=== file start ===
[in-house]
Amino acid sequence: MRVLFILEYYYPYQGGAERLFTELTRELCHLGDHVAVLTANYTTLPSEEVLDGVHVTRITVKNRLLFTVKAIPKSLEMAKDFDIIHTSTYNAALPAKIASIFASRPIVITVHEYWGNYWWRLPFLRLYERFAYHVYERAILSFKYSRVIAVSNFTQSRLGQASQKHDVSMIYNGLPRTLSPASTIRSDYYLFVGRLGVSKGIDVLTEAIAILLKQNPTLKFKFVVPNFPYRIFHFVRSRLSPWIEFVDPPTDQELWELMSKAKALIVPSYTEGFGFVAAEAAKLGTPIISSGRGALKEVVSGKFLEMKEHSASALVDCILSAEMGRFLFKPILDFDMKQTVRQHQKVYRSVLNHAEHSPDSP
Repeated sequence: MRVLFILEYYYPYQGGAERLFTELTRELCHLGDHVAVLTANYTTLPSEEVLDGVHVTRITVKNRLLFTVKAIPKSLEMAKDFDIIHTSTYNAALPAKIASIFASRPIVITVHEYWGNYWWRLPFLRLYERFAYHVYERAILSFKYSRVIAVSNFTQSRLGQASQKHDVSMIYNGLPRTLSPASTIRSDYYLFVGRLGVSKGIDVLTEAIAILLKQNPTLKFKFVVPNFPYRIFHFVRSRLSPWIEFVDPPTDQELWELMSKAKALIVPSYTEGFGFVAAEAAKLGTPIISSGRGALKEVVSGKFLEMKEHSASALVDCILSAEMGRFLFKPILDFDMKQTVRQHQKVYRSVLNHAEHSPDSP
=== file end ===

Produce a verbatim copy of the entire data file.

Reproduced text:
[in-house]
Amino acid sequence: MRVLFILEYYYPYQGGAERLFTELTRELCHLGDHVAVLTANYTTLPSEEVLDGVHVTRITVKNRLLFTVKAIPKSLEMAKDFDIIHTSTYNAALPAKIASIFASRPIVITVHEYWGNYWWRLPFLRLYERFAYHVYERAILSFKYSRVIAVSNFTQSRLGQASQKHDVSMIYNGLPRTLSPASTIRSDYYLFVGRLGVSKGIDVLTEAIAILLKQNPTLKFKFVVPNFPYRIFHFVRSRLSPWIEFVDPPTDQELWELMSKAKALIVPSYTEGFGFVAAEAAKLGTPIISSGRGALKEVVSGKFLEMKEHSASALVDCILSAEMGRFLFKPILDFDMKQTVRQHQKVYRSVLNHAEHSPDSP
Repeated sequence: MRVLFILEYYYPYQGGAERLFTELTRELCHLGDHVAVLTANYTTLPSEEVLDGVHVTRITVKNRLLFTVKAIPKSLEMAKDFDIIHTSTYNAALPAKIASIFASRPIVITVHEYWGNYWWRLPFLRLYERFAYHVYERAILSFKYSRVIAVSNFTQSRLGQASQKHDVSMIYNGLPRTLSPASTIRSDYYLFVGRLGVSKGIDVLTEAIAILLKQNPTLKFKFVVPNFPYRIFHFVRSRLSPWIEFVDPPTDQELWELMSKAKALIVPSYTEGFGFVAAEAAKLGTPIISSGRGALKEVVSGKFLEMKEHSASALVDCILSAEMGRFLFKPILDFDMKQTVRQHQKVYRSVLNHAEHSPDSP